Happy St. PatFlick’s Day: Four Films About All Things Irish

I hope you’re all super excited about that pun I just created, because as I’m sitting here, going through Irish movies with box color auburn cookin’ in my hair (feels like the right time to touch up the red, wouldn’t you say?), I can’t help but get obnoxiously excited for this time of year. Most people take St. Patrick’s Day as an excuse to go nutty on whiskey and green beer, but I’ve always taken advantage of the opportunity to geek out on my ancestry, eat a bunch of salty meat and taters, and add to my stockpile of Celtic music CD’s a la various World Market stores. For those who feel the same but also can’t stand another repeat of The Luck of the Irish on the Disney Channel, here’s a few great movies showcasing the Motherland without the overt kitsch factor.

The Secret of Roan Inish

A personal favorite from childhood, this film is circled around a creature of Irish folklore that for once isn’t a leprechaun, but the half-human, half-seal selkie. Fiona, a little girl sent to live with her grandparents on a tiny island of the Western Coast of Ireland, listens to the dramatic tales of her grandfather and fellow townspeople about the ocean’s unforgiving nature in its stealing away of her baby brother Jamie during the family’s evacuation of Roan Inish. She eventually uncovers stories about an uncle who allegedly married a beautiful selkie woman and ran away with her, then one day sees Jamie herself running through the grass, and now must try to convince the family of her vision. The film dips into your inner child as it reminds you of the beautiful power of storytelling and cute kids with accents. It’s also rated 98% on Rotten Tomatoes.


The Commitments

Yes. Yes. Yes. Working class early 90s Dubliners band together to form a soul band only to fall apart once booze, romance, ego, and all-around Irishness get in the way. Music, drama, and dry comedy forming an amazing piece of cinema that has been voted the best Irish movie of all time – by Jameson Irish Whiskey. It also won the BAFTA for Best Film, but who’s to say which one is more prestigious than the other. Technically this isn’t really an underrated movie, but it’s sad how many people I know have no clue about the World’s Hardest Working Band. Subtitles strongly encouraged.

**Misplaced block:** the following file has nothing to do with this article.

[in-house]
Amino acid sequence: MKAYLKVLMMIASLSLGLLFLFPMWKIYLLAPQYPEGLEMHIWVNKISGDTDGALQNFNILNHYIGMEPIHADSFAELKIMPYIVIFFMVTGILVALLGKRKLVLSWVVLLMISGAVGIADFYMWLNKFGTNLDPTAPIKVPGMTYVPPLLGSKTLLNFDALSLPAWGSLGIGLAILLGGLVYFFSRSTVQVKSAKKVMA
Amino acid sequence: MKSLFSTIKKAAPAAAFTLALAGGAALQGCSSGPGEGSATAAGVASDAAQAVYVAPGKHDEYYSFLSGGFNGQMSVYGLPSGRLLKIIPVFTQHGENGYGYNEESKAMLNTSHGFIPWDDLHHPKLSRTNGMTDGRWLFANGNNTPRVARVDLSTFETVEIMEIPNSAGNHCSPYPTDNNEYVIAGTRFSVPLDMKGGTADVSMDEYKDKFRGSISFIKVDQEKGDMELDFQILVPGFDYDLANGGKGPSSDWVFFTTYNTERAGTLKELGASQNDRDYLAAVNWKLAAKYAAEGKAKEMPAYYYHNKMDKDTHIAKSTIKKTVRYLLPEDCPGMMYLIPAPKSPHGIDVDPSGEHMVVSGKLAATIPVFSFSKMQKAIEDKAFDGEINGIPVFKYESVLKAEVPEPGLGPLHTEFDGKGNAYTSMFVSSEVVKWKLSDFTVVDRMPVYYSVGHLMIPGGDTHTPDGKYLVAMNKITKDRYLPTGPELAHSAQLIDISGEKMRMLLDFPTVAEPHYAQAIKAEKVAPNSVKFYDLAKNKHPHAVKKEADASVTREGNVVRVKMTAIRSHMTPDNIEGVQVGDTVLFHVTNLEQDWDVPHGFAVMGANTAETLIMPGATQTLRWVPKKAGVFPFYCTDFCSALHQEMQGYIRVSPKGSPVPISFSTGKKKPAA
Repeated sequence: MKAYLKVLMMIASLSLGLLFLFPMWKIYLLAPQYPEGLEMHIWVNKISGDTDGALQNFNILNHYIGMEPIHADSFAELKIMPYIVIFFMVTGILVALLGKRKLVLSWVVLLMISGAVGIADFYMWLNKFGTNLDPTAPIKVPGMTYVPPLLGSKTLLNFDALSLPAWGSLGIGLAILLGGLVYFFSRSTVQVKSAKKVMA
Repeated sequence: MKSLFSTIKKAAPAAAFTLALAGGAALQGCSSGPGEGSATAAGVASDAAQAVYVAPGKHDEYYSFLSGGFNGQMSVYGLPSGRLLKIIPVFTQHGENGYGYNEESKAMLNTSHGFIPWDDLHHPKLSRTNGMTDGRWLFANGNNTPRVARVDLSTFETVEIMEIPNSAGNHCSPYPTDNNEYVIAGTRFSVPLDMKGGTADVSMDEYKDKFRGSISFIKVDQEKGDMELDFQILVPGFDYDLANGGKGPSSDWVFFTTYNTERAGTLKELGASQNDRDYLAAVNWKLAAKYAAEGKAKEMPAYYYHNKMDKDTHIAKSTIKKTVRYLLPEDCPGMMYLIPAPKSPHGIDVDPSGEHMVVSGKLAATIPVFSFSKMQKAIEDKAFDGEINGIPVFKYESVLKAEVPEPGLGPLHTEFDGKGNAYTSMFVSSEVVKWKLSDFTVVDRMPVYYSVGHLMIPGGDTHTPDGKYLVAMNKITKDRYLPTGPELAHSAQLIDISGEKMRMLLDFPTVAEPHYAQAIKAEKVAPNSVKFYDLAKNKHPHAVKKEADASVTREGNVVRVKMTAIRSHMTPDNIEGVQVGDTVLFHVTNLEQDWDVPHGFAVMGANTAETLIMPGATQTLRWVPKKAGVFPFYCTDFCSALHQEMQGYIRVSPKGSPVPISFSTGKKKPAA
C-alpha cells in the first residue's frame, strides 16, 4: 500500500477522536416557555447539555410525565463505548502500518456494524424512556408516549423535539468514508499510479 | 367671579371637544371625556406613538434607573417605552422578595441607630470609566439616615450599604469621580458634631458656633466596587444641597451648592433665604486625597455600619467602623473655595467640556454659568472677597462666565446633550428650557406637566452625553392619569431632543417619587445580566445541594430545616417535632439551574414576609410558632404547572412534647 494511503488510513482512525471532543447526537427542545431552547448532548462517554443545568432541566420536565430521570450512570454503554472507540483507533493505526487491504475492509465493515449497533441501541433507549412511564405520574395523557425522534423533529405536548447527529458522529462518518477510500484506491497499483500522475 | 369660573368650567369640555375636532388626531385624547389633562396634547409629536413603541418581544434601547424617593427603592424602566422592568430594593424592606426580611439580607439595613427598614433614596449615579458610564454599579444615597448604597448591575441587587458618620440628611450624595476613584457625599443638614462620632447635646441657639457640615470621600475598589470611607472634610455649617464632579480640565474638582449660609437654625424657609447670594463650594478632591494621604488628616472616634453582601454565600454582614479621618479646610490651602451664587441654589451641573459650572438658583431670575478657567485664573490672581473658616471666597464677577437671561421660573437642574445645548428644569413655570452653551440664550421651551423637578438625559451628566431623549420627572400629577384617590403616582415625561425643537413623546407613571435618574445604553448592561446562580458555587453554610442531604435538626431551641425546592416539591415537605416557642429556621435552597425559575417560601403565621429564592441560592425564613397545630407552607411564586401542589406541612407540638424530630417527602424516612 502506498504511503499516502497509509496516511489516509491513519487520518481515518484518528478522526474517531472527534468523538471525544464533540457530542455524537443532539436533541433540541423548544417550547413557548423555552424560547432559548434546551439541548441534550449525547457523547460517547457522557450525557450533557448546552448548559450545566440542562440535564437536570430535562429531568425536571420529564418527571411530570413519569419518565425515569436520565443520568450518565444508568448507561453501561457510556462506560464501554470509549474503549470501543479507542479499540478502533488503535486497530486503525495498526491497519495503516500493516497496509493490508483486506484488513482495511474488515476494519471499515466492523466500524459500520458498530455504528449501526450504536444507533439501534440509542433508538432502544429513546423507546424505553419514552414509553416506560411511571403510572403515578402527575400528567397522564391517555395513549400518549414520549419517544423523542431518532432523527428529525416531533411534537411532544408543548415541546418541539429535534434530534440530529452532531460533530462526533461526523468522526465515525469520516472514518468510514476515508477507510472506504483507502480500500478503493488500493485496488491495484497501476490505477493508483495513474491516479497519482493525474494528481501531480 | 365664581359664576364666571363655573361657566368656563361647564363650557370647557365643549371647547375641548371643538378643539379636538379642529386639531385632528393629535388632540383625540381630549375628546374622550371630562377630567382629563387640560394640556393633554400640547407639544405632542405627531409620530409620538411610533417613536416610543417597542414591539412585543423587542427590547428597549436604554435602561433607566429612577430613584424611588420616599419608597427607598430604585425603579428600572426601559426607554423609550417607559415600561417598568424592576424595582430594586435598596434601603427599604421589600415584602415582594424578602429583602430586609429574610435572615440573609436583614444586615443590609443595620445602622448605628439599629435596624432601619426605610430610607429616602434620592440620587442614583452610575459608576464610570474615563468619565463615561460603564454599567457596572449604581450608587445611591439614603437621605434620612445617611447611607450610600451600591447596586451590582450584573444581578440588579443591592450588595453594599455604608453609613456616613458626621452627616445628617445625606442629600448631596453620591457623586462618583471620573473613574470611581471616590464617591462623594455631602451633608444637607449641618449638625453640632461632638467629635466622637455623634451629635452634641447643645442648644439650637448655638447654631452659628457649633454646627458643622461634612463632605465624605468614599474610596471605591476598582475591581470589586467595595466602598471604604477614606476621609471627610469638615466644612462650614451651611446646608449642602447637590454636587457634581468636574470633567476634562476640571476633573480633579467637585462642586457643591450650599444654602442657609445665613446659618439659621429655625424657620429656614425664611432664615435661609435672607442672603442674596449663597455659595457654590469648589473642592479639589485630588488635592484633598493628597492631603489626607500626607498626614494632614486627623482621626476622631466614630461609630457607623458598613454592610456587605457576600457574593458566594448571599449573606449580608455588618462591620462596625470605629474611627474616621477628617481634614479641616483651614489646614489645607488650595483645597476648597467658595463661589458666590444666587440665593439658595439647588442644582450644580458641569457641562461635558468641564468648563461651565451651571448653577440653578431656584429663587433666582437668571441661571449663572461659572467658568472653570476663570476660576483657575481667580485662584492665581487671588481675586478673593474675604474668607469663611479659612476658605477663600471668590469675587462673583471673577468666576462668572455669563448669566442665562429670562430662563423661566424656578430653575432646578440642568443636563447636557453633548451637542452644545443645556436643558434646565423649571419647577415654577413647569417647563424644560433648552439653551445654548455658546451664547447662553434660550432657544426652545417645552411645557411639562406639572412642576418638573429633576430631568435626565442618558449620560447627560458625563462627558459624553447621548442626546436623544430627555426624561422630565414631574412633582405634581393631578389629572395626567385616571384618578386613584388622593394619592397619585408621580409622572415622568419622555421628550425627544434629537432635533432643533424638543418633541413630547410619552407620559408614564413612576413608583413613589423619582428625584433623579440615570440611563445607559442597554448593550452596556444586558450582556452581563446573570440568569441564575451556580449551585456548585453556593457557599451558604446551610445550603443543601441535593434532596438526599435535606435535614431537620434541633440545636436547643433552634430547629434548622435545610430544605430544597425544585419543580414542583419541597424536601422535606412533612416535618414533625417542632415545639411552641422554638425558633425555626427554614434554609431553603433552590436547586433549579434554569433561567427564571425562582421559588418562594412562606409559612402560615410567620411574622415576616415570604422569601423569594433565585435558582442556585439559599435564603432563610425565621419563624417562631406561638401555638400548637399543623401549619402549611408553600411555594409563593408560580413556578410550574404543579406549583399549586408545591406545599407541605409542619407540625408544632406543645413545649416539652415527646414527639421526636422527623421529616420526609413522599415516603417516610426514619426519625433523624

The Magdalene Sisters

I honestly was debating posting this film considering its rough subject matter, but it’s impossible not to discuss the history of Ireland without hitting depressing topics. Three girls in 1960’s Ireland are sent to an asylum for “fallen” women, said by their families and Catholic society to be nothing more than slutty sinners. The most horrific part is that one of the women was raped by her own cousin, only to have her father turn his back on her and accuse her of being the seductress in the scenario. She meets an unwed mother and an “overly flirtatious” virgin at Magdalene Asylum, but it soon becomes clear that their reformatory is more of a manual-labor prison as the girls are forced to work long hours and endure endless physical humiliation and abuse at the hands of their head nun. There’s nothing lighthearted about this film, but its messages of female strength and personal freedom are key. Can we now finally move on from slut-shaming?


The Matchmaker

On the subject of strong women, enter the hilarious Janeane Garofalo! An assistant to a Boston senator, Marcy Tizard is sent to Ireland with the task of finding his relatives in order to win over the Irish-American vote. She’s all work, work, work, but the town is all love! love! love! as she arrives just in time for the annual matchmaking festival. What conflict! Watching guys try to court the dry-witted and quotable Garofalo makes this an even charming rom-com for those not so big into the genre. The dude’s got an accent, so of course they get together in the end. She also never manages to find anything on her boss’s ancestors, but it’s not because of loveytime or anything. Turns out he wasn’t even Irish. FATE?!

What are you favorite movies about Ireland?

featured image courtesy of Ebert Fest

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